Next is the episode “Boom Town”. Remember the gangster family from the fourth and fifth episodes, the Slavines? Well, one survived. She really had little chance with the Doctor, Rose, Micky, and Captain Jack after her. I do feel a touch sorry for her. She has known no other life, and when she says her family would have killed her if she had not done as she was told I think she is telling the stark truth. She tries to work on the Doctor’s sympathies. Who knows if it would have worked. And my sympathy was destroyed when she used the Tardis to activate her plan to leave Earth – destroying Earth in the process. Fortunately, the heart of the Tardis stops her and turns her back into an egg so she does get a new lease on life of sorts after all! Also, Micky and Rose’s relationship is strained. Here is Rose leaving him all the time and having adventures. That would be a strain on anyone I would think.
This is a hilarious yet sad story. It all starts with Amy and Rory’s honeymoon going awry. The spaceship they are on gets caught in some planetary atmospheric interference and without help they are going to crash. They one guy who has a machine that can control the atmosphere is Kazran, an old man who is very much a Scrooge. Given this, the Doctor decides to basically do the same thing Dickens did with A Christmas Carol. It seems Kazran’s father was very cold and even abusive. Things get better when the young Karzan meets Abagail with whom he falls in love with. Abigail is a young woman in cryogenic freeze as surety for her family’s mortgage. The Doctor and Kazran let her out every Christmas Eve, but when Kazran discovers she has only one day left to live (that is why she volunteered) he despairs. However, it becomes harder and harder to ignore things when he is shown the passengers of the failing spaceship. When he confronts his younger self, he finally agrees to help, but he can now only help with Abigail’s assistance. Yep, the Doctor makes a very great ghost of Christmas Past. It is sad about Abigail, but is that any reason for her not to live her remaining day?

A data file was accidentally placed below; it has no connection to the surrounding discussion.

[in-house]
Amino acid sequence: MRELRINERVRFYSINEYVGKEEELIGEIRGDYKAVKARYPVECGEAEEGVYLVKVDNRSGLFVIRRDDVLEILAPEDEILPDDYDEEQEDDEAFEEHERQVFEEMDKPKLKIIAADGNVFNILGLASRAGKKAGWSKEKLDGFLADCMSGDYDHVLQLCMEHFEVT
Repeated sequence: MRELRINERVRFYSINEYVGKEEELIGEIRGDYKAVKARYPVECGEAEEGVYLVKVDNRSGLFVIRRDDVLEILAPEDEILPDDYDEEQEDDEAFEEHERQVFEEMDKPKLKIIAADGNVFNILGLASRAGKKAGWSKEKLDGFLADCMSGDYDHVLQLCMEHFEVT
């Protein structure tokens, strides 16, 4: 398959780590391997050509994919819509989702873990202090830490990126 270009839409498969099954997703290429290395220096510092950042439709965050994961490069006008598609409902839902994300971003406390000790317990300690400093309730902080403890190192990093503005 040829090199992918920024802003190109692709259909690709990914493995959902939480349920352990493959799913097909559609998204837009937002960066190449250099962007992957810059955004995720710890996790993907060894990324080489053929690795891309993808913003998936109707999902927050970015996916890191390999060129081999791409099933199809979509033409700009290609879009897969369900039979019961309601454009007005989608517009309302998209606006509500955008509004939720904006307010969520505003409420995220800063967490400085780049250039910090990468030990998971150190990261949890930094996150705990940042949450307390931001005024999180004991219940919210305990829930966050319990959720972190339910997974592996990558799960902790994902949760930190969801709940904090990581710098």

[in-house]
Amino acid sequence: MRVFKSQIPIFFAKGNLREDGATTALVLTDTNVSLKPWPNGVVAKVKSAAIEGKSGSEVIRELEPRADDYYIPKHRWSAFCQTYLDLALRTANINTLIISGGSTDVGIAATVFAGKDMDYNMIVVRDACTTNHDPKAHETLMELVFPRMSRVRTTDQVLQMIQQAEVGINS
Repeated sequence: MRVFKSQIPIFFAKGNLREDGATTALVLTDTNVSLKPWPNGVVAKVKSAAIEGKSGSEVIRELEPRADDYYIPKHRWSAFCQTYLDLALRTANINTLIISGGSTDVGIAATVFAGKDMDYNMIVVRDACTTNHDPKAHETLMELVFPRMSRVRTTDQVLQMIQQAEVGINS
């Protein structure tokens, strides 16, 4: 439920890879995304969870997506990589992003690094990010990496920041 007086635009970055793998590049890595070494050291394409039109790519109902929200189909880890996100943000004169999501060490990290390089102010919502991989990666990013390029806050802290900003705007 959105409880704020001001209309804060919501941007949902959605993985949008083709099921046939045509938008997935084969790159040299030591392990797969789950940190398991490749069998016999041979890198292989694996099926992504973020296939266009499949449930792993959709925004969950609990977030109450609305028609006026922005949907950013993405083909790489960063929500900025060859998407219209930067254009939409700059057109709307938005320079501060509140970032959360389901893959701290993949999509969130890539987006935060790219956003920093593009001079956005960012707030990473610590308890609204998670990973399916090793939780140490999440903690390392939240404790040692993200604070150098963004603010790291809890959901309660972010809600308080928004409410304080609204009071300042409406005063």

Episode 6 is “Dalek”. Here we meet one of the Doctor’s oldest nemesis – a Dalek. The Dalek are a living race, though they hide themselves in machines. They have had all emotion purged from them and feel anyone who is not a Dalek is impure. We learn that the Time War was between the Doctor’s people and the Daleck. This particular Daleck must have been suddenly ejected in essence from that area of time and space just before it was all destroyed. The Doctor is right about how dangerous the Dalek are, but he is so single-minded in his hatred of them that even if it is deserved he can’t see any other possibilities until Rose gets in his way. This is the darkest we’ve seen the Doctor yet. Understandable, and thank goodness Rose was there. As for this guy who collects alien things, he is quite obsessive himself, and egocentric. He is the most important person in his universe, and only his safety is more important than his collection. Just as well he’s going to get his memory wiped. Also, they pick up another traveling companion named Adam.
Episode 7 is “The Long Game”. Adam gets into trouble when they travel into the future and he isn’t going on any other trips with the Doctor. As for the Doctor and Rose, they go to what is supposed to be Earth at its height, but it seems rather mundane. All anyone really cares about is creature comfort and watching one of hundreds of channels on the future equivalent of TV. Yes, the information is being controlled – and so is the human race by an alien race. Fortunately, knowledge is power and the reporter the Doctor and Rose met earlier helps disseminates this information.
Episode 8 is “Father’s Day”. In this episode it is Rose who gets into trouble. She talks the Doctor into taking her to meet her father who died when she was a baby. The wedding is well enough, but when they go to the day he was hit and killed and Rose interferes, time is distorted majorly. Beyond this, Rose finds that her father isn’t exactly who she always thought he was. As for the Doctor, he is sympathetic to Rose, moreso than I think she gives him credit, but he also knows the rules of space and time far better than she does. In the end, the only way to end it is for her father to be killed again. At least she got to meet him and was with him in his last moments.